One is Silver and the Other’s Gold

I talked with a good friend I hadn’t talked to for years today.  She was my best friend when I was in my early twenties.  We were so close that we spent every day together. We’d eat dinner together every night.  And we’d fall asleep watching movies together.  She’s beautiful and funny and so much fun to be around.

It never ceases to amaze how, with some friends, years can go by but when you talk with them, it’s as though no time has passed at all.  She’s living in San Juan, Puerto Rico now, and we’ve already made plans for me to fly out to visit her.  I can’t wait!

 

I got to the barn today, and the trainer told me to saddle up a different horse.

“But, why?”  I asked, immediately upset.

“Um,..  For experience, for variety, and because I gave Kahlua the day off.”

“Oh.  Okay.”

When I got to the tack room, she said, “I changed my mind.  You can ride Kahlua.”

And I was really happy and very relieved. As big a bitch as Kahlua can be, I’m used to her. My apple bribes have totally been working.  When I brush her, we lean into each other a little now.  I give her kisses on her nose and tell her what a sweet girl she is. We’re a team.  We have a rhythm. And every time we’re together, I get the sense that she’s becoming more and more like a giant female version of Dog.

 

There was an obscure little movie that I saw, The Night We Never Met.  It starred Matthew Broderick and some others.  The Matthew Broderick character is talking to this woman who believes her fiancé is cheating on her.  He gives her a little pep talk with regard to getting back her man.  He tells her, and I’m paraphrasing, “Love is a lot like politics.  The incumbent always has the advantage.”

The reason I believe this line is true is because we are, all of us, creatures of habit.  We don’t like new.  We like what we know.  We crave familiar.  And in order to make a change in our routine, our mate, our bath soap, we must be forced to due so out of necessity, pain, discontinuation.  Change is not easy.  We fight it every step of the way.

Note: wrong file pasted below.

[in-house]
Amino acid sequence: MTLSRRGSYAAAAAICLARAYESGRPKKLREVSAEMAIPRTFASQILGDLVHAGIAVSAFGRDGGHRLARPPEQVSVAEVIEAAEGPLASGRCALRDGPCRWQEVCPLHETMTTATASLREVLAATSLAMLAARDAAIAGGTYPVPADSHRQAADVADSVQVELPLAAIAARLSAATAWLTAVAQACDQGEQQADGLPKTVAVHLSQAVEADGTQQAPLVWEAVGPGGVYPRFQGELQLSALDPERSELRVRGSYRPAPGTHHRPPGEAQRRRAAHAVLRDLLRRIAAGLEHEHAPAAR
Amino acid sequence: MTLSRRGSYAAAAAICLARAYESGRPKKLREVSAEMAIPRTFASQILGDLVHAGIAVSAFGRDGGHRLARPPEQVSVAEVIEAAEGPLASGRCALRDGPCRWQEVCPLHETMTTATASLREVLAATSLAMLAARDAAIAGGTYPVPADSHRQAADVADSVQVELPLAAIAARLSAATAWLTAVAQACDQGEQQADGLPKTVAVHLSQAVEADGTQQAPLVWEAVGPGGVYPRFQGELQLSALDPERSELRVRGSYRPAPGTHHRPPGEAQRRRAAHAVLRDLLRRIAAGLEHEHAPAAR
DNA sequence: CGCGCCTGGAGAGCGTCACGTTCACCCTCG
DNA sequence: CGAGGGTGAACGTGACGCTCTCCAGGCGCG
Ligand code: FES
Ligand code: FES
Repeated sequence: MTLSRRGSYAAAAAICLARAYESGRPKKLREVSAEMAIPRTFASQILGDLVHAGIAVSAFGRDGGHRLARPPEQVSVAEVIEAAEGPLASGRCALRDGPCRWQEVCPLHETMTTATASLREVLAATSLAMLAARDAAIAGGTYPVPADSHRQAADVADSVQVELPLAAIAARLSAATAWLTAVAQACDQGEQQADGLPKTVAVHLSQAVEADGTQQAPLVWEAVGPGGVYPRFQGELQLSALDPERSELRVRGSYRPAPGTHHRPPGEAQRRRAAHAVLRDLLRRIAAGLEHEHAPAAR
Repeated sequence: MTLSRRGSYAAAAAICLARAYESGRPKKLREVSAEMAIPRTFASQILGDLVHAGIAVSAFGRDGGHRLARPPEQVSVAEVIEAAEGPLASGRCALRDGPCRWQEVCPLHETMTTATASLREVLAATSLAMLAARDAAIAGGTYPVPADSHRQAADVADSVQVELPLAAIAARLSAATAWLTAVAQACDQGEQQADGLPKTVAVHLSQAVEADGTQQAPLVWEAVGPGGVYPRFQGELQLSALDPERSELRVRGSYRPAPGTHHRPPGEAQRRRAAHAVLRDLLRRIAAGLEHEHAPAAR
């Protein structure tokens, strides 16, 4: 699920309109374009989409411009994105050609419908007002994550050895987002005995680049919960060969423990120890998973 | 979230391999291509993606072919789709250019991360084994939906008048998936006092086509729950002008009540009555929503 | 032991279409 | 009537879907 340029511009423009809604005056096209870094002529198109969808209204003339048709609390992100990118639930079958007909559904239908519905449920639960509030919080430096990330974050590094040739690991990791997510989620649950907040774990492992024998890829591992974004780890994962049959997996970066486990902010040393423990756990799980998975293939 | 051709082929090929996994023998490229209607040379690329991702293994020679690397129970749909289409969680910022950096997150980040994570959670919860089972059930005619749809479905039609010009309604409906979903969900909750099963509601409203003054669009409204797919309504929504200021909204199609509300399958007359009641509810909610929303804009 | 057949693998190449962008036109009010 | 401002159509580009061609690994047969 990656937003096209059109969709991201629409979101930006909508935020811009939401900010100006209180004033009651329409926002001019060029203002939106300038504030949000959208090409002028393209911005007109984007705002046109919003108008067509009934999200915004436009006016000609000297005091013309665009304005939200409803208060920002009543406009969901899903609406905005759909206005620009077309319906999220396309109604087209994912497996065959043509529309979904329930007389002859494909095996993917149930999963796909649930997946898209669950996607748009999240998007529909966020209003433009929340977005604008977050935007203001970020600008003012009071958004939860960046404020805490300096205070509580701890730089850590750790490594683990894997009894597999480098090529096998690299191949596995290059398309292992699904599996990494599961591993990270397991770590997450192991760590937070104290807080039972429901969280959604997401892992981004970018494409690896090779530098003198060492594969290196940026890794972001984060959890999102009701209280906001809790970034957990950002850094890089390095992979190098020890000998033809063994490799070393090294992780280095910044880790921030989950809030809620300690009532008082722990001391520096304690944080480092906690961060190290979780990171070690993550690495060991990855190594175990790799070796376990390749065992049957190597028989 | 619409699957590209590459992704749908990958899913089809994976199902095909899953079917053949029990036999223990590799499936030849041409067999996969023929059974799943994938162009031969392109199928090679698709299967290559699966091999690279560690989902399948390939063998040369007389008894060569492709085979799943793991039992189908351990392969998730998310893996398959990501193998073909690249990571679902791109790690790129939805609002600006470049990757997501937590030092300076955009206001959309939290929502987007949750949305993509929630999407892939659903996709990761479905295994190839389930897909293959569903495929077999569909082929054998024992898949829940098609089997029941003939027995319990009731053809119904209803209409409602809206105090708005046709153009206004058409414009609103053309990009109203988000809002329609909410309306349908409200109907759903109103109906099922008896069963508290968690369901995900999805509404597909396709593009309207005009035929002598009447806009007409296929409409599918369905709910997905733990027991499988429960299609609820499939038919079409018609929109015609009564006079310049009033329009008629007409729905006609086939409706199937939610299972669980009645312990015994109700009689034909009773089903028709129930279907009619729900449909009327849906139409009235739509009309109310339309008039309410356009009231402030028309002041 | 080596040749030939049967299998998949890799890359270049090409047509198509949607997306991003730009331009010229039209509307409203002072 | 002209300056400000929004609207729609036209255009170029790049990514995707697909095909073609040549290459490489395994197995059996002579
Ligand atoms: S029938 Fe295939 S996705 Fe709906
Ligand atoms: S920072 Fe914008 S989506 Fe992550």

For me, I wear the same perfume I have for years:  Ralph Lauren’s Romance.  I use the same shampoo:  Organics Green Apple and Ginger.  I have a moisturizer I adore:  Dr. Hauschka’s.  I wear the same jeans:  Seven for All Mankind.  I go to the same nail salon, take the same route to work, shop in the same stores. Not because it’s convenient – that’s just how the habit started – but because it’s what I know.  It’s what I like, because it’s what’s familiar.

Don’t get me wrong. I’m willing try something new, but only when I can’t find what I know.

I come by this trait honestly.  My grandfather would show up at his local Publix Supermarket every morning for decades. He got there as they opened.  He’d have his list of things to buy for dinner that night.  He’d buy his lottery ticket.  He’d flirt with the checker.  (Yeah, the flirting thing is in my genes, too!)

When my grandfather died, someone from my family, I think it was my uncle, went down to the store to let them know he wouldn’t be by anymore.

That’s what it took to break that routine.

I went to a different Publix today.  The Boy complained that there’s never food in the house, and he’s out of toothpaste – Tom’s of Maine, in case you wondered – and I was just exhausted this evening and didn’t feel up to fighting for a parking space at the South Tampa location. So I popped into the Publix down the way from the barn.

How much could a grocery store vary from location to location?  Well, this one carried Fried Green Tomato batter mix but didn’t have Challah bread without raisins.  Hmm?

There was stuff I knew at this store.  It was on my way home.  I got rock star parking.  Heck, it was even cheaper.  I’ll go back to this store.  But it won’t replace my regular store.

My store is the one I know.  There’s a familiar smell.  There are familiar faces.  Even the walk from where I had to park the Volvo way out in Timbuktu is familiar.

And when it comes to relationships, the people we know are the ones we keep around, too.  That’s why the incumbent has the advantage.  The devil you know is better than the devil you don’t.  And no matter how bad a relationship may seem, it’s so much easier to stay with what we know than it is to start a new relationship with someone who’s just different.

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